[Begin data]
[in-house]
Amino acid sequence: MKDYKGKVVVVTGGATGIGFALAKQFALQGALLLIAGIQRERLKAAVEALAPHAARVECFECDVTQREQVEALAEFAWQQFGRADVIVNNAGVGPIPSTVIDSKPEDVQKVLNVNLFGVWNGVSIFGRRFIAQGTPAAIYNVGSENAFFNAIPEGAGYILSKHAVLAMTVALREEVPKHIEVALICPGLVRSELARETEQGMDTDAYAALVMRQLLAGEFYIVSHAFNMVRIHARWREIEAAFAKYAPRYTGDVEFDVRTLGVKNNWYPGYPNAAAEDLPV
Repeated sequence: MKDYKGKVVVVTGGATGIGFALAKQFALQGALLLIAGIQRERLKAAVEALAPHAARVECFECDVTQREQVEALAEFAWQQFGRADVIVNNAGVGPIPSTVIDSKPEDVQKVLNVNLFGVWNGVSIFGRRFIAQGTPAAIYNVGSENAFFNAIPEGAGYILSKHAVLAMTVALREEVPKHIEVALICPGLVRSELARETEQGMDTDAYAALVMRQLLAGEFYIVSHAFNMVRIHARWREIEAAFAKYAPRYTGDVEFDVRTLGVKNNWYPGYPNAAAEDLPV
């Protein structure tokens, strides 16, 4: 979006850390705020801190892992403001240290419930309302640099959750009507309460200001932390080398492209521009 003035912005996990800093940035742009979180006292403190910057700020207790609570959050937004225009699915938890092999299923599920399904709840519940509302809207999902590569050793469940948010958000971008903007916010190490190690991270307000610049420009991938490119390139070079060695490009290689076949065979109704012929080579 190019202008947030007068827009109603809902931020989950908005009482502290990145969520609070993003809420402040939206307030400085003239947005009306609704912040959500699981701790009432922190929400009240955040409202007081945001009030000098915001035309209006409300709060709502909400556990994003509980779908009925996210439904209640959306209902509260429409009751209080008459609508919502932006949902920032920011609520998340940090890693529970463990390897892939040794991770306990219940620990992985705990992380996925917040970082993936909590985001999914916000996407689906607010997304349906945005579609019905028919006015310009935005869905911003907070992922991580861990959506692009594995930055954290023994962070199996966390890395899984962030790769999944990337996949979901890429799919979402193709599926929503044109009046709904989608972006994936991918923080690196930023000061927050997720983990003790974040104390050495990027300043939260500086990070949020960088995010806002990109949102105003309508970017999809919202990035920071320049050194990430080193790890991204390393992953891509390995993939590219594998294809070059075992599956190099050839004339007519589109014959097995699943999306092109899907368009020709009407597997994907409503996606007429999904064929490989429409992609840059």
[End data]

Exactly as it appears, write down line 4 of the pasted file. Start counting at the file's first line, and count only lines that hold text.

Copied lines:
């Protein structure tokens, strides 16, 4: 979006850390705020801190892992403001240290419930309302640099959750009507309460200001932390080398492209521009 003035912005996990800093940035742009979180006292403190910057700020207790609570959050937004225009699915938890092999299923599920399904709840519940509302809207999902590569050793469940948010958000971008903007916010190490190690991270307000610049420009991938490119390139070079060695490009290689076949065979109704012929080579 190019202008947030007068827009109603809902931020989950908005009482502290990145969520609070993003809420402040939206307030400085003239947005009306609704912040959500699981701790009432922190929400009240955040409202007081945001009030000098915001035309209006409300709060709502909400556990994003509980779908009925996210439904209640959306209902509260429409009751209080008459609508919502932006949902920032920011609520998340940090890693529970463990390897892939040794991770306990219940620990992985705990992380996925917040970082993936909590985001999914916000996407689906607010997304349906945005579609019905028919006015310009935005869905911003907070992922991580861990959506692009594995930055954290023994962070199996966390890395899984962030790769999944990337996949979901890429799919979402193709599926929503044109009046709904989608972006994936991918923080690196930023000061927050997720983990003790974040104390050495990027300043939260500086990070949020960088995010806002990109949102105003309508970017999809919202990035920071320049050194990430080193790890991204390393992953891509390995993939590219594998294809070059075992599956190099050839004339007519589109014959097995699943999306092109899907368009020709009407597997994907409503996606007429999904064929490989429409992609840059």